#AskLav: Singh cloud hangs over Pebble Beach

By Ryan LavnerFebruary 7, 2013, 5:37 pm

Only a story as unsavory as Vijay Singh’s deer-antler spray can spoil the felicitous meeting of land and sea.

The most talked-about 49-year-old in golf played Pebble Beach on Thursday, just nine days after he admitted in a Sports Illustrated story that he uses a banned substance, just a week after he withdrew from the Phoenix Open citing a back injury. Quick healer.

Here’s what we know: Singh, in a statement, said he was “shocked” to learn that deer-antler spray contained a chemical (IGF-1) that was on the Tour’s banned-substance list. We know that he met with commissioner Tim Finchem on Wednesday to discuss the report. We know that he’s playing the Pebble Beach Pro-Am. And we know that the PGA Tour has yet to comment on the situation.

It seems unlikely that Singh knowingly took a banned substance; if he had, why openly discuss his use with a SI reporter? But that defense misses the point. Singh used a substance that violates the Tour’s anti-doping policy, and he deserves to be suspended, whether it’s three months, six months, nine months, or a year. Anything less makes a mockery of the Tour’s stance on performance-enhancers.

With that, let’s tear into another #AskLav mailbag. No surprise, there were more Singh queries this week:


Only if it’s applied “every couple of hours … every day,” as Singh outlined in the SI story. Just kidding. Sure, Singh could be sent to the sidelines for a few months, maybe even a year, but there is no way the Tour flips open the record books and begins scrubbing with a giant pink eraser. Besides, Vijay last won the PGA in 2004, long before the Tour enacted an anti-doping policy.


No, this is more an opportunity for the Tour to demonstrate how serious it is about PEDs. If it doesn’t crack down now and suspend a player – a Hall of Famer – who admittedly used a banned substance, what’s that say about its policy?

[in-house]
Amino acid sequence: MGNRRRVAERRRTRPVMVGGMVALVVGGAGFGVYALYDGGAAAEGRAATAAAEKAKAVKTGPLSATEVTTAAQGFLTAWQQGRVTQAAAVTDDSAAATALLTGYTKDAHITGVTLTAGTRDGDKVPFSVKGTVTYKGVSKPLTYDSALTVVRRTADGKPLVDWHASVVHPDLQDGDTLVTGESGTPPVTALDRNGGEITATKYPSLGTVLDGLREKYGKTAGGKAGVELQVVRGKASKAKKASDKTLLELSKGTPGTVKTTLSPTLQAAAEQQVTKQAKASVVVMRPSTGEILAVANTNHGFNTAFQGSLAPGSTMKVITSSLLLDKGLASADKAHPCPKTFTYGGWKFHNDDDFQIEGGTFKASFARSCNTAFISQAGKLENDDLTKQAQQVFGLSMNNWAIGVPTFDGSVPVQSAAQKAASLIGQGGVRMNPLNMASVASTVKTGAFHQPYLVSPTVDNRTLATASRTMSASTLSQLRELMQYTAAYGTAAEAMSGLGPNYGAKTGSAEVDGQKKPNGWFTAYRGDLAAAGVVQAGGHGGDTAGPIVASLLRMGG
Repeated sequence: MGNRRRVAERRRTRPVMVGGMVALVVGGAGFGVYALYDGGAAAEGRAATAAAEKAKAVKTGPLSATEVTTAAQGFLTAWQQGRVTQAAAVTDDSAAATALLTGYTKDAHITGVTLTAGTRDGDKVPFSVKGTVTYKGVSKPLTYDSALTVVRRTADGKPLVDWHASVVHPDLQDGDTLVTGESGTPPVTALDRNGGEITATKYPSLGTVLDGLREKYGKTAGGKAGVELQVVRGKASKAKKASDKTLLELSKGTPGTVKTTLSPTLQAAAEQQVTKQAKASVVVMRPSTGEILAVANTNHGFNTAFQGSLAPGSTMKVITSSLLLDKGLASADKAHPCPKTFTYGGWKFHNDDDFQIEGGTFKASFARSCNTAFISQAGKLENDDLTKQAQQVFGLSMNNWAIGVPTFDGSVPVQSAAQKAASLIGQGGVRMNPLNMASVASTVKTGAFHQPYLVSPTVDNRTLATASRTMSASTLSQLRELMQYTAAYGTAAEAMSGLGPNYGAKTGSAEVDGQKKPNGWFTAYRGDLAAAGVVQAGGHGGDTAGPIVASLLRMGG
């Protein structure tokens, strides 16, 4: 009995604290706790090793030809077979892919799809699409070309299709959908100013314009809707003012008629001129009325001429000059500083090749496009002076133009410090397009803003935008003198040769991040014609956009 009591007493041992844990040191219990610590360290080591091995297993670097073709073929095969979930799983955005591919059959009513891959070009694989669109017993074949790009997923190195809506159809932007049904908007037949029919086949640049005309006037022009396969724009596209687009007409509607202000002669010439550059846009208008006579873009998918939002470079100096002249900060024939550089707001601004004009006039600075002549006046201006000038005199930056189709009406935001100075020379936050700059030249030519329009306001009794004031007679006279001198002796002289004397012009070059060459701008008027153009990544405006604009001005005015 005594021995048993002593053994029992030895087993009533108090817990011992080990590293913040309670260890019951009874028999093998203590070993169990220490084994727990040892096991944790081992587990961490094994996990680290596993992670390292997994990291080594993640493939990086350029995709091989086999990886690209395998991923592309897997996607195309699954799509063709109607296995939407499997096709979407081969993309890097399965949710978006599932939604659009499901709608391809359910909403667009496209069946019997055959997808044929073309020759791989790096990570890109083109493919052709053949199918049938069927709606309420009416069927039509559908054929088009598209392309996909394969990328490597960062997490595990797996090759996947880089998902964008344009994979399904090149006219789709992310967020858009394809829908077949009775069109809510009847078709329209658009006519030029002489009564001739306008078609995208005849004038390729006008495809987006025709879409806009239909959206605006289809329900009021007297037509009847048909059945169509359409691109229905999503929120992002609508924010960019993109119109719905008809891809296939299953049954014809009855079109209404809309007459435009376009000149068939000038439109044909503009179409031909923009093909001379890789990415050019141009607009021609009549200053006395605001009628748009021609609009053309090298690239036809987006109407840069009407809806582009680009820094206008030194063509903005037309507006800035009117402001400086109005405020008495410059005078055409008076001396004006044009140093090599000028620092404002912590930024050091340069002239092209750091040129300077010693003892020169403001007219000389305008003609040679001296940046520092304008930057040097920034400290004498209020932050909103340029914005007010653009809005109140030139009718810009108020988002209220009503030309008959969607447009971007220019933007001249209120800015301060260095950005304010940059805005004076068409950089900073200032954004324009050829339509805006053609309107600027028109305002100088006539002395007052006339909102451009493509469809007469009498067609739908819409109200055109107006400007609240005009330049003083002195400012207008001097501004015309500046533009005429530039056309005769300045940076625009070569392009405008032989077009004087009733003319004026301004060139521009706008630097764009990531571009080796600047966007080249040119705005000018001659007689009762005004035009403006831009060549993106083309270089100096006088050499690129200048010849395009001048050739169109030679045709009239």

Now there is some much-needed PR advice for the Big Fijian.


Hyperbolic, perhaps, but Robert Garrigus recently raised a similar point in criticizing the USGA: “They are amateurs who are making rules for a professional game.” Mike Davis and Co. are at a crossroads, and if the PGA Tour decides to go away from the anchoring ban and create its own rule, well, Mark King’s prediction won’t be so easily dismissed.


Why would the Tour embarrass its own? Ask any player and he’ll tell you the slowpokes. But the Tour would never go out of its way to humiliate its own players – same reason it doesn’t reveal suspensions – which is why the ShotLink data is locked away in a safe somewhere deep inside Camp Ponte Vedra, never to be used for public consumption.


So, wait … you don’t like that a color commentator is using, uh, colorful phrases? If I wrote the blandest story possible, I’d lose all of my three remaining readers.


The good news: Double D has re-signed with Nike and seems to be in a good place with his health, his family and his life. The bad news: He hasn’t won in 12 years, has finished inside the top 125 in earnings just once in the last 10 years, and last year made just three of 17 cuts. If he ever wins again, call up Universal Pictures.


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Weather extends Barbasol to Monday finish

By Associated PressJuly 23, 2018, 12:25 am

NICHOLASVILLE, Ky. - A thunderstorm has suspended the fourth round of the PGA Tour's Barbasol Championship until Monday morning.

Sunday's third stoppage of play at Champions Trace at Keene Trace Golf Club came with the four leaders - Hunter Mahan, Robert Streb, Tom Lovelady and Troy Merritt at 18 under par - and four other contenders waiting to begin the round.

The tournament will resume at 7:30 a.m. on Monday. Lightning caused one delay, and play was stopped earlier in the afternoon to clear water that accumulated on the course following a morning of steady and sometimes-heavy rain.

Inclement weather has plagued the tournament throughout the weekend. The second round was completed Saturday morning after being suspended by thunderstorms late Friday afternoon.

The resumption will mark the PGA Tour's second Monday finish this season. Jason Day won the Farmers Insurance Open in January after darkness delayed the sixth playoff hole, and he needed just 13 minutes to claim the victory.